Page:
For cabriolet seekers, note that 1999 to 2001 models were fitted with plastic windows as part of the convertible unit. These have not stood the test of time very well as they are prone to scratching and clouding. Starting in 2002, all 996 cabriolets featured glass windows.
Now we get into the major issues for 996s. All model years suffered from 3 big problems:
- Intermediate shaft bearing (IMS) failure
- Rear main seal (RMS) failure
- Air/oil separator (AOS) failure
1. IMS Failure
The bearings of the intermediate shaft can breakdown at any moment, which could destroy the whole engine. It is a highly discussed issue in the Porsche community, but realistic estimates are that only about 5% of all engines have or will suffer from this issue.
2. RMS Failure
This issue would cause an unwanted oil leak since the seal would allow oil to escape, but it would not stop the car from operating or blow up the whole engine immediately. Still, it would need to be addressed or it may contaminate the friction plate for the clutch over time and may also lead to an engine failure if the oil levels are not monitored regularly.
3. AOS Failure
The component that separates the intake air from the oil may start to allow oil into the intake system. This can lead to problems with the catalytic converters and spark plugs and may eventually cause a catastrophic failure of the engine. You usually can recognize this problem if you start to see white smoke coming from your exhaust.
Virtually every 996 is susceptible to these issues, although 996s built through 2000 were fitted with a dual row bearing that was a bit more reliable than the single row bearing design that was used after 2000.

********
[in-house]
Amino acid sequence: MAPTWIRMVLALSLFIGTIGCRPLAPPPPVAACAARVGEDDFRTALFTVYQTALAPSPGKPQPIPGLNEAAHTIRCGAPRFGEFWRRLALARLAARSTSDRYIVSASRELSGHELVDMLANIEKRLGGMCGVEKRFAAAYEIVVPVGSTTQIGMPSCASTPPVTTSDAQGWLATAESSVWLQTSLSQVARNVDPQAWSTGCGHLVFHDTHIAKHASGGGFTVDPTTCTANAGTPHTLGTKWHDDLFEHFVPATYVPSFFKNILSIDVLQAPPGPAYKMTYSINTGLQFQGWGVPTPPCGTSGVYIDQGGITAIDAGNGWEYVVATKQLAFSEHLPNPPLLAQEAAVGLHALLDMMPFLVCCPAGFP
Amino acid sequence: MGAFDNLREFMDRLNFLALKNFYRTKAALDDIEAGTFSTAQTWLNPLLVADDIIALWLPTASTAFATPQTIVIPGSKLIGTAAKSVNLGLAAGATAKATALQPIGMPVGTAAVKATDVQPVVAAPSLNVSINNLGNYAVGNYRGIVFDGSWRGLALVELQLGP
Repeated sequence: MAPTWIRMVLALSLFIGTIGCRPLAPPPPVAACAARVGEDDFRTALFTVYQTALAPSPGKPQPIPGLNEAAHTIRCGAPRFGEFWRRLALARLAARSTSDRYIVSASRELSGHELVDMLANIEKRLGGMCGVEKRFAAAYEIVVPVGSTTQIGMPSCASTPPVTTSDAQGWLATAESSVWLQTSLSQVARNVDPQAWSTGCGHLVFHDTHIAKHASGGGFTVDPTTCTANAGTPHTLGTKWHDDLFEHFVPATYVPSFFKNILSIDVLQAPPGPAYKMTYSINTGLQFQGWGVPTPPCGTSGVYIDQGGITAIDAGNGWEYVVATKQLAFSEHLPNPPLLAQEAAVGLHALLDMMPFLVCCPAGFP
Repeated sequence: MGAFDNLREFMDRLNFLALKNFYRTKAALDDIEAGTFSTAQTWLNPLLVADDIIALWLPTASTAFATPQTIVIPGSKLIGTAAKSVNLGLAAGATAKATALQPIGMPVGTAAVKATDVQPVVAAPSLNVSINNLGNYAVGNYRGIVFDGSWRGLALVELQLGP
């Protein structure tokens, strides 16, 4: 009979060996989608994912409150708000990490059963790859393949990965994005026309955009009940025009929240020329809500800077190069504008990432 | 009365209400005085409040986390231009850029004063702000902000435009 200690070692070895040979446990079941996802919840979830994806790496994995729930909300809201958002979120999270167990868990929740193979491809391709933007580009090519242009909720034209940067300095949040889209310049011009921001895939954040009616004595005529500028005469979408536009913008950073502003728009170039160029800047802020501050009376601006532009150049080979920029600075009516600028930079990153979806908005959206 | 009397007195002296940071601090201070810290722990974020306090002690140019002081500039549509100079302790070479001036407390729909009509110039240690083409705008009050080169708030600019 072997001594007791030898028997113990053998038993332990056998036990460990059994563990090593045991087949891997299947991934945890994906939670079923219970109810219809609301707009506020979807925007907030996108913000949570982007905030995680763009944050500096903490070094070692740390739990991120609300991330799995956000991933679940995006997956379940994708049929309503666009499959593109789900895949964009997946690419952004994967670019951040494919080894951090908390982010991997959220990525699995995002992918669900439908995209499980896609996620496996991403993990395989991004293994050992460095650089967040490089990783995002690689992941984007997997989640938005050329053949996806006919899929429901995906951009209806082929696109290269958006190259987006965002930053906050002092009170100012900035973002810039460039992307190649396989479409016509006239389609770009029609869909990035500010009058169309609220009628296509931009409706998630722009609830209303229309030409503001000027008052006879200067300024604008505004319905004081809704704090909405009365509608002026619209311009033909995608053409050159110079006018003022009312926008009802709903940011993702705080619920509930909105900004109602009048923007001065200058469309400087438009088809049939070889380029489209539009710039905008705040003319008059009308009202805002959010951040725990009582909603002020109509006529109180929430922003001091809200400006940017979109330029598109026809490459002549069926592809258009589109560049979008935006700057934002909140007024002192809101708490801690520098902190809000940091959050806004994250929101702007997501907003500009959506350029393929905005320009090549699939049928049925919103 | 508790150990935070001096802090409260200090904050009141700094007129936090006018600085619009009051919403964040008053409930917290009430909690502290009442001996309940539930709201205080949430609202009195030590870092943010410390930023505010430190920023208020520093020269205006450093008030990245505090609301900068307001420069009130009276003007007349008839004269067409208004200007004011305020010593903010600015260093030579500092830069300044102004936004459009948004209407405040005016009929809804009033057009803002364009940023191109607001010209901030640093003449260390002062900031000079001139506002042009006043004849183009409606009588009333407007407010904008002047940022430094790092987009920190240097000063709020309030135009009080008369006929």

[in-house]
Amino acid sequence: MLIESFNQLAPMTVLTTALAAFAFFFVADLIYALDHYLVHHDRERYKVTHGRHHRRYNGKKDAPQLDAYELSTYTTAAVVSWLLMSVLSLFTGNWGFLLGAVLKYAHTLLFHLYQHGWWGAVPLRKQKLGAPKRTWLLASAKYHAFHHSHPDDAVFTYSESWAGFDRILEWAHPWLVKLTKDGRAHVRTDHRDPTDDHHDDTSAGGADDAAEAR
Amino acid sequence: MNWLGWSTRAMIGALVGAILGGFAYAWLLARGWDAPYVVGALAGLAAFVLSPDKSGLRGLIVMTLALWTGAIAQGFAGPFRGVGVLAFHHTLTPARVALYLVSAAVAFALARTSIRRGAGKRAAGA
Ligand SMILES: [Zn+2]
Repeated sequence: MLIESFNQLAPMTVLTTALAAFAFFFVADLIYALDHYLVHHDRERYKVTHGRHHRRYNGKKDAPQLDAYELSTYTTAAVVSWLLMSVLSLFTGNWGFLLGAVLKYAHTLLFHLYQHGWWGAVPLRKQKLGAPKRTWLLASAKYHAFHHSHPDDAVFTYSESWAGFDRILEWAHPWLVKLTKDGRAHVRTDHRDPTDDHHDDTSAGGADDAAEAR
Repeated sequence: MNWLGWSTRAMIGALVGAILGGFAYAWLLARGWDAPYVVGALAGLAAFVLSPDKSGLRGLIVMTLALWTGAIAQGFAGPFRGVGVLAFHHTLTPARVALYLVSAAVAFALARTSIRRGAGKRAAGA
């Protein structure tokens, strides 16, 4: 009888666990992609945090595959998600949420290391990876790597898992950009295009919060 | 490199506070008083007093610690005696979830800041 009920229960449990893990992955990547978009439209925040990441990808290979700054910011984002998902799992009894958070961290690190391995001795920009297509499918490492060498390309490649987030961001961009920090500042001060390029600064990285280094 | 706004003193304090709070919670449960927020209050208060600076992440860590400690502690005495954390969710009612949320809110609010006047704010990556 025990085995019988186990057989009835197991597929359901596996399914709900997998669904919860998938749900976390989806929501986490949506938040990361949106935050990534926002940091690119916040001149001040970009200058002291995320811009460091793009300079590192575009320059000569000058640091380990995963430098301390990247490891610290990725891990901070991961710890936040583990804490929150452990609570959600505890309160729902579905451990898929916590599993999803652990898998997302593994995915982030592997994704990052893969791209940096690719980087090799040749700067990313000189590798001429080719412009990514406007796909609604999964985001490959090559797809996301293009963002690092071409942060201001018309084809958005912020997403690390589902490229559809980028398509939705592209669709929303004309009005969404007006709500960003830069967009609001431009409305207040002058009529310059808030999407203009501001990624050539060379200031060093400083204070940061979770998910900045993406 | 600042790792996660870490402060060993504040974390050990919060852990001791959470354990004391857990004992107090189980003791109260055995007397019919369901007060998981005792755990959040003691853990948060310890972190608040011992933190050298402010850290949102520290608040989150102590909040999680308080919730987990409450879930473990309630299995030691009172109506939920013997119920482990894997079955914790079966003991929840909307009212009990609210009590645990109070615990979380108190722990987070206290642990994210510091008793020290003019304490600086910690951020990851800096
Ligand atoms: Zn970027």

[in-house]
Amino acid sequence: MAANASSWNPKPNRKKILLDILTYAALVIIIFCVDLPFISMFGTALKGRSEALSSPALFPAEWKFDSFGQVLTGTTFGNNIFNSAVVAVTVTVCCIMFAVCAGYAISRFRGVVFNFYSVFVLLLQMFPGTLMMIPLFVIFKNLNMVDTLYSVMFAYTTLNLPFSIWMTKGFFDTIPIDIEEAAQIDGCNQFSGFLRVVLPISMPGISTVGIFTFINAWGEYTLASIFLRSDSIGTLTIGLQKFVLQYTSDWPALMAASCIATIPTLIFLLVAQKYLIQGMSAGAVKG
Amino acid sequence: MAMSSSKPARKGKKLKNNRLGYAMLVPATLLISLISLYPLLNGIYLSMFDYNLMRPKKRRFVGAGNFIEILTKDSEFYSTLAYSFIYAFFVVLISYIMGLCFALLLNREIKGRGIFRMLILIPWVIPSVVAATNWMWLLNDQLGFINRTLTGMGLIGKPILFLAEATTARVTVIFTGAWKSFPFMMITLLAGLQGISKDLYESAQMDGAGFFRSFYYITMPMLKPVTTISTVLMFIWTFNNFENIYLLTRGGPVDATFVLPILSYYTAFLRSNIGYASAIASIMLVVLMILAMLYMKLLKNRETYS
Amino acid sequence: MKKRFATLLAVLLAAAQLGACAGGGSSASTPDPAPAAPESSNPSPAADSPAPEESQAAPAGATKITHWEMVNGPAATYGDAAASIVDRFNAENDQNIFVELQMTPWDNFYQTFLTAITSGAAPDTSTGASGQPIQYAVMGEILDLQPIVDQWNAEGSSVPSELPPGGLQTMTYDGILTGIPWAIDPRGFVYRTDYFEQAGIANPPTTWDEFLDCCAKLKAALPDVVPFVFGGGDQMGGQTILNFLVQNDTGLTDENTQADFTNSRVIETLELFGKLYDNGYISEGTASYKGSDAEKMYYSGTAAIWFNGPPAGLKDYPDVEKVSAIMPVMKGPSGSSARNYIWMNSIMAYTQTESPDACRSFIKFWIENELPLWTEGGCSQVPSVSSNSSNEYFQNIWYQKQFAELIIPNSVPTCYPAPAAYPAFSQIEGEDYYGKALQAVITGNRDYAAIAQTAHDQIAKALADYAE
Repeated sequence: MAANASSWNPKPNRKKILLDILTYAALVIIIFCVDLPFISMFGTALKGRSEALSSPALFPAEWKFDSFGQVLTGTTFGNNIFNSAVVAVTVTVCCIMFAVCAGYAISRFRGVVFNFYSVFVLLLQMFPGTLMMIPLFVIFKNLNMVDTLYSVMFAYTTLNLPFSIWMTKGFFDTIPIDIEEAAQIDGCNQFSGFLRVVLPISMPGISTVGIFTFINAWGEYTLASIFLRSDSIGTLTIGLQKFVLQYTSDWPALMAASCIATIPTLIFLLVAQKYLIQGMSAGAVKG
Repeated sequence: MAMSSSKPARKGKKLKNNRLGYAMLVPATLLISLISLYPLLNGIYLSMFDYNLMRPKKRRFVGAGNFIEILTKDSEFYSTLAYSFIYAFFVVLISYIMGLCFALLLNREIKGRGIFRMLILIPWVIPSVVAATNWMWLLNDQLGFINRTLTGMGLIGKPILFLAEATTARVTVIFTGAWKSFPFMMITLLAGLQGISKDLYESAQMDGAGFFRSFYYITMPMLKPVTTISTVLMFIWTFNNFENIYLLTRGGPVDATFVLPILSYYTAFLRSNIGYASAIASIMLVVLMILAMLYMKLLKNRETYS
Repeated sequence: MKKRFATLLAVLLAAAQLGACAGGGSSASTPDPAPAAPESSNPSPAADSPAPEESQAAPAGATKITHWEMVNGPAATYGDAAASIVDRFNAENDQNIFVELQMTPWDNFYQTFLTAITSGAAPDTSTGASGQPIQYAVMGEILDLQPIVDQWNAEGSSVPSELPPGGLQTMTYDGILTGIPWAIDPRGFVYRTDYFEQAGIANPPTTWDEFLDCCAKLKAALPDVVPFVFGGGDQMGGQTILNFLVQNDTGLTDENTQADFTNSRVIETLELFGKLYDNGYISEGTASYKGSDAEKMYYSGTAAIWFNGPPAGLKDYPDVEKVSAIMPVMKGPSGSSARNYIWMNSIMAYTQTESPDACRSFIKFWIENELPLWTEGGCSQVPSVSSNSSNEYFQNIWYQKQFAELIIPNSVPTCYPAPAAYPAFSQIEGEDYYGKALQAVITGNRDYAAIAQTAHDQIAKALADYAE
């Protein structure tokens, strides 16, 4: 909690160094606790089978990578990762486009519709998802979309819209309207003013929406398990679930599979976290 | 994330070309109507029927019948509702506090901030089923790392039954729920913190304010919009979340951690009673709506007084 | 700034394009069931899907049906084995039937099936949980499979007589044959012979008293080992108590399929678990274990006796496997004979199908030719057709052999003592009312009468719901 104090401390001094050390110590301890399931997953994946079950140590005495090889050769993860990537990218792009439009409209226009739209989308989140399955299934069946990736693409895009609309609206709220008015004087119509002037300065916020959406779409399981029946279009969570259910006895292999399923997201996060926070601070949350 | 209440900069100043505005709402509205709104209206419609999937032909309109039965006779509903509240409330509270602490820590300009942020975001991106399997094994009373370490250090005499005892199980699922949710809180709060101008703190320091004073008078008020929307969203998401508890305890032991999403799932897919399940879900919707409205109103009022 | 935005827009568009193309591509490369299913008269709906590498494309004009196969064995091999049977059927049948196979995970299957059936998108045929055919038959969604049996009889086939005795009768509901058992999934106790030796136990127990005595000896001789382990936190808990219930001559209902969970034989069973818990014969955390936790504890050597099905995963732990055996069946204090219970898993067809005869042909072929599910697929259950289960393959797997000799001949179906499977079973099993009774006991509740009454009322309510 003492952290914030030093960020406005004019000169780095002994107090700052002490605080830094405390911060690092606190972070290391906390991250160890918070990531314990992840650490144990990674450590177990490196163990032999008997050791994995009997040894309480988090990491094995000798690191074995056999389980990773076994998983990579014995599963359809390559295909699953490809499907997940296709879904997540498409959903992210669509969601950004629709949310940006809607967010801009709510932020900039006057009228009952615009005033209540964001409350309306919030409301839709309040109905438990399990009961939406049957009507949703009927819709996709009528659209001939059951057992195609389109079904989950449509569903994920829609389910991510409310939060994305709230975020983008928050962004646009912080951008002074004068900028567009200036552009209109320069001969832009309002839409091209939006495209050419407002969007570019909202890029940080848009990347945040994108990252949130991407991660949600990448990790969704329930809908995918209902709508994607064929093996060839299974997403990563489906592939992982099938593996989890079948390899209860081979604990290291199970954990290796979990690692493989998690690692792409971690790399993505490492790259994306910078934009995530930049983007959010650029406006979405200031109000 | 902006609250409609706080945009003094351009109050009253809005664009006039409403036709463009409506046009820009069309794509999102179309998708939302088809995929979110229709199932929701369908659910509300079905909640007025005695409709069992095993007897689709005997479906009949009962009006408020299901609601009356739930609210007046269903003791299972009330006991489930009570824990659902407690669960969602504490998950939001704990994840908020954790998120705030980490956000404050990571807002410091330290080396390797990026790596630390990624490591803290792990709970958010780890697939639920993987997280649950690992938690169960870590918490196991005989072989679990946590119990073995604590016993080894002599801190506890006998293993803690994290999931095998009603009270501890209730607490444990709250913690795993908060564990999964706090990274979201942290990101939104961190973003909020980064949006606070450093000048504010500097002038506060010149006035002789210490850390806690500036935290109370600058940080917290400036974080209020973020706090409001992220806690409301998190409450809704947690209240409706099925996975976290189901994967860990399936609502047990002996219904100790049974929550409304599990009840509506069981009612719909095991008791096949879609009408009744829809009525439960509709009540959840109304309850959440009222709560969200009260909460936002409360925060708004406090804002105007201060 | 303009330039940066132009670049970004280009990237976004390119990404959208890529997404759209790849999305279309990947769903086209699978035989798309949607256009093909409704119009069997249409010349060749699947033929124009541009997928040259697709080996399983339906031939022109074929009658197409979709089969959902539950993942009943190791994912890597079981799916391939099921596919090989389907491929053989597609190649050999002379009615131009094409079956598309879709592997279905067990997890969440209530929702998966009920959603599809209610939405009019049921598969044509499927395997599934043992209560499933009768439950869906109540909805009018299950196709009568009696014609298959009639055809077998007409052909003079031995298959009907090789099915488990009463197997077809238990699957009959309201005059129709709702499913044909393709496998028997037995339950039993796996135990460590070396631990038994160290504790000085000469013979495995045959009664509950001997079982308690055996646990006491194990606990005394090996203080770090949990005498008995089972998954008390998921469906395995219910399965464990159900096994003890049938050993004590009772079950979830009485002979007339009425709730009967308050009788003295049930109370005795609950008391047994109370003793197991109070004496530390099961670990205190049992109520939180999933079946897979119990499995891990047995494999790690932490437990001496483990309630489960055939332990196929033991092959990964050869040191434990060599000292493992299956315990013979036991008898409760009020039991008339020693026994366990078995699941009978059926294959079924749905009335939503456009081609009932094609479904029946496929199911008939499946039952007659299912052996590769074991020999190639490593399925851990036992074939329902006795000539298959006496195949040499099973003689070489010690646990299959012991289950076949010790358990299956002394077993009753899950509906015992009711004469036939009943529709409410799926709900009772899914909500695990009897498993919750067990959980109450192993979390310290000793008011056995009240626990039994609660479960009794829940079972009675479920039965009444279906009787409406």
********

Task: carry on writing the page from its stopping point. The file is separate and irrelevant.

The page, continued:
The good news is that all of these issues can be fixed or preventatively maintained. Many original owners are aware of these problems and may have already had their car serviced and upgraded. If not, it will probably cost about $3,000 to $5,000 to replace or retrofit fixes for all of these issues.
Now we get to the part where we choose the Porsche 996 years to avoid and the best years to look for.
If we look at the most recent 996 owner’s survey from Rennlist, we see the following results for repair frequencies per 100 cars per year:
- 1999: 117, below average
- 2000: 44, above average
- 2001: 80, above average
- 2002: 67, above average
- 2003: 46, above average
- 2004: 50, above average (small sample size)
The numbers tend to indicate that the later model years were a bit less prone to repairs. Also, the 1999 model year stands out as the one with the most issues. That makes sense, as it was the first model year and Porsche had time to iron out the issues over time.
Therefore, if it was our money, the Porsche 996 years to avoid would be:
- 1999 996
- 2000 996
- 2001 996
Conversely, the ideal 996s to target for us would be:
- 2002 996
- 2003 996
- 2004 996
However, it is entirely possible to find a good example of a 1999-2001 MkI, especially if the IMS, RMS, and AOS issues have already been addressed. Your best bet would be to find a 996 with detailed maintenance records to see if these problems have been solved or not, regardless of the year.
Summary – Porsche 996 Years to Avoid
Overall, most folks are drawn to 2002 and up 996s due to their improved aesthetics, bump in engine output, and overall reliability. But, all 996s may suffer from the 3 big engine issues we mentioned. Therefore, it would be wise to find a used 996 that has resolved all of these worries.